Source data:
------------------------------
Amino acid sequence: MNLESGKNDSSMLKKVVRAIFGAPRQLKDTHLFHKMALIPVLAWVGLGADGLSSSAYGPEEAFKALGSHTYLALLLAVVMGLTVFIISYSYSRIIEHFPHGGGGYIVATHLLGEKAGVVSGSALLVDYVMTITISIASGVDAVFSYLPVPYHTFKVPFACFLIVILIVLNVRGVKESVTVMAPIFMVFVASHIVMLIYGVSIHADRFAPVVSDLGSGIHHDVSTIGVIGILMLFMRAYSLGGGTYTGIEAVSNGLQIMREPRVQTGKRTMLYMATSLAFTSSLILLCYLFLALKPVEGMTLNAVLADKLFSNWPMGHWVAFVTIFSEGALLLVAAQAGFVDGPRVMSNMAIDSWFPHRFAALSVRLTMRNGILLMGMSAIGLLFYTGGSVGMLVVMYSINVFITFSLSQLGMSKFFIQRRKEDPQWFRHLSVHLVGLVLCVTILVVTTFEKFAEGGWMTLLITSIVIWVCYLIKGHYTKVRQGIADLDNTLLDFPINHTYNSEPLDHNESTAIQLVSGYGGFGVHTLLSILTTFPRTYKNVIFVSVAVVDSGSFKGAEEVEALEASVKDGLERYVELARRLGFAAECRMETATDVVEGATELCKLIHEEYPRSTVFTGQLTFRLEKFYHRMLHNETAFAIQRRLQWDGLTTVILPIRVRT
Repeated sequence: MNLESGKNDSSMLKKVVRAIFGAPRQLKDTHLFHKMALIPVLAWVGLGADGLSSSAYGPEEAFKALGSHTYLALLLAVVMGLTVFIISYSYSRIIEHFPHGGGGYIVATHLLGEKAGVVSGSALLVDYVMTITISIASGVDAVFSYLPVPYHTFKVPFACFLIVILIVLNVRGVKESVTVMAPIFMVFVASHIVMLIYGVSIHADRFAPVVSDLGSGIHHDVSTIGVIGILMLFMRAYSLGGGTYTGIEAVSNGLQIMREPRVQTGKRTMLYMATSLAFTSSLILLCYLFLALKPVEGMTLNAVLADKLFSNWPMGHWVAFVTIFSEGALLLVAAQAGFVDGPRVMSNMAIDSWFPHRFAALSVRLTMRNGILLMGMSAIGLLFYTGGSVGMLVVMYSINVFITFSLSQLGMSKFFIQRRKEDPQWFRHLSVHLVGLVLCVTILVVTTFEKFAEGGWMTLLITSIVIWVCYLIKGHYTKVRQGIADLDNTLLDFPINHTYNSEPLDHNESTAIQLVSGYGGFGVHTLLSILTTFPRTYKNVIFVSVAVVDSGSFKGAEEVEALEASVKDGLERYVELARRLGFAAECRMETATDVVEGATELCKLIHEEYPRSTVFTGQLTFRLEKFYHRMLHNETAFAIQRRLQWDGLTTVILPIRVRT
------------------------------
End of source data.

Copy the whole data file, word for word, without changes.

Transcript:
Amino acid sequence: MNLESGKNDSSMLKKVVRAIFGAPRQLKDTHLFHKMALIPVLAWVGLGADGLSSSAYGPEEAFKALGSHTYLALLLAVVMGLTVFIISYSYSRIIEHFPHGGGGYIVATHLLGEKAGVVSGSALLVDYVMTITISIASGVDAVFSYLPVPYHTFKVPFACFLIVILIVLNVRGVKESVTVMAPIFMVFVASHIVMLIYGVSIHADRFAPVVSDLGSGIHHDVSTIGVIGILMLFMRAYSLGGGTYTGIEAVSNGLQIMREPRVQTGKRTMLYMATSLAFTSSLILLCYLFLALKPVEGMTLNAVLADKLFSNWPMGHWVAFVTIFSEGALLLVAAQAGFVDGPRVMSNMAIDSWFPHRFAALSVRLTMRNGILLMGMSAIGLLFYTGGSVGMLVVMYSINVFITFSLSQLGMSKFFIQRRKEDPQWFRHLSVHLVGLVLCVTILVVTTFEKFAEGGWMTLLITSIVIWVCYLIKGHYTKVRQGIADLDNTLLDFPINHTYNSEPLDHNESTAIQLVSGYGGFGVHTLLSILTTFPRTYKNVIFVSVAVVDSGSFKGAEEVEALEASVKDGLERYVELARRLGFAAECRMETATDVVEGATELCKLIHEEYPRSTVFTGQLTFRLEKFYHRMLHNETAFAIQRRLQWDGLTTVILPIRVRT
Repeated sequence: MNLESGKNDSSMLKKVVRAIFGAPRQLKDTHLFHKMALIPVLAWVGLGADGLSSSAYGPEEAFKALGSHTYLALLLAVVMGLTVFIISYSYSRIIEHFPHGGGGYIVATHLLGEKAGVVSGSALLVDYVMTITISIASGVDAVFSYLPVPYHTFKVPFACFLIVILIVLNVRGVKESVTVMAPIFMVFVASHIVMLIYGVSIHADRFAPVVSDLGSGIHHDVSTIGVIGILMLFMRAYSLGGGTYTGIEAVSNGLQIMREPRVQTGKRTMLYMATSLAFTSSLILLCYLFLALKPVEGMTLNAVLADKLFSNWPMGHWVAFVTIFSEGALLLVAAQAGFVDGPRVMSNMAIDSWFPHRFAALSVRLTMRNGILLMGMSAIGLLFYTGGSVGMLVVMYSINVFITFSLSQLGMSKFFIQRRKEDPQWFRHLSVHLVGLVLCVTILVVTTFEKFAEGGWMTLLITSIVIWVCYLIKGHYTKVRQGIADLDNTLLDFPINHTYNSEPLDHNESTAIQLVSGYGGFGVHTLLSILTTFPRTYKNVIFVSVAVVDSGSFKGAEEVEALEASVKDGLERYVELARRLGFAAECRMETATDVVEGATELCKLIHEEYPRSTVFTGQLTFRLEKFYHRMLHNETAFAIQRRLQWDGLTTVILPIRVRT